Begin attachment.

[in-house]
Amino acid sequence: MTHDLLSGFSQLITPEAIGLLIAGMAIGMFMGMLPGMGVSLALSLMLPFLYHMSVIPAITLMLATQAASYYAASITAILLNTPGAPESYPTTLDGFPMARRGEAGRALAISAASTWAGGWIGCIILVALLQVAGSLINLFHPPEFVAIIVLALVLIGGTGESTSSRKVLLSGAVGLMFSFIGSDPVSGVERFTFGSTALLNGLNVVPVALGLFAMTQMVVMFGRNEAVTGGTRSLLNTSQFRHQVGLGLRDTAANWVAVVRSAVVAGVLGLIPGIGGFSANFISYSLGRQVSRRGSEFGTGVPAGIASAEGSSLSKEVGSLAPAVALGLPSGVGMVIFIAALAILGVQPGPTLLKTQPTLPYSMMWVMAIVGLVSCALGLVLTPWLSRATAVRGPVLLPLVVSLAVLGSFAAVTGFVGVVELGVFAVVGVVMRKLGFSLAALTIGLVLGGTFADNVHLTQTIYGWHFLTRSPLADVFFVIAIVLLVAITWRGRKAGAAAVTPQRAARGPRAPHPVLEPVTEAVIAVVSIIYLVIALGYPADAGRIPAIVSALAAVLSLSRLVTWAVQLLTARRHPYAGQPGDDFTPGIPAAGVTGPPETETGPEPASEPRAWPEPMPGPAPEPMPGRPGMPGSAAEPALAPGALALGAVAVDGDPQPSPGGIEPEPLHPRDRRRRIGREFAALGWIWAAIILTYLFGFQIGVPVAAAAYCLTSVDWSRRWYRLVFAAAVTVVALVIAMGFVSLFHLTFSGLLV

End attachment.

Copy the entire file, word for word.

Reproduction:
[in-house]
Amino acid sequence: MTHDLLSGFSQLITPEAIGLLIAGMAIGMFMGMLPGMGVSLALSLMLPFLYHMSVIPAITLMLATQAASYYAASITAILLNTPGAPESYPTTLDGFPMARRGEAGRALAISAASTWAGGWIGCIILVALLQVAGSLINLFHPPEFVAIIVLALVLIGGTGESTSSRKVLLSGAVGLMFSFIGSDPVSGVERFTFGSTALLNGLNVVPVALGLFAMTQMVVMFGRNEAVTGGTRSLLNTSQFRHQVGLGLRDTAANWVAVVRSAVVAGVLGLIPGIGGFSANFISYSLGRQVSRRGSEFGTGVPAGIASAEGSSLSKEVGSLAPAVALGLPSGVGMVIFIAALAILGVQPGPTLLKTQPTLPYSMMWVMAIVGLVSCALGLVLTPWLSRATAVRGPVLLPLVVSLAVLGSFAAVTGFVGVVELGVFAVVGVVMRKLGFSLAALTIGLVLGGTFADNVHLTQTIYGWHFLTRSPLADVFFVIAIVLLVAITWRGRKAGAAAVTPQRAARGPRAPHPVLEPVTEAVIAVVSIIYLVIALGYPADAGRIPAIVSALAAVLSLSRLVTWAVQLLTARRHPYAGQPGDDFTPGIPAAGVTGPPETETGPEPASEPRAWPEPMPGPAPEPMPGRPGMPGSAAEPALAPGALALGAVAVDGDPQPSPGGIEPEPLHPRDRRRRIGREFAALGWIWAAIILTYLFGFQIGVPVAAAAYCLTSVDWSRRWYRLVFAAAVTVVALVIAMGFVSLFHLTFSGLLV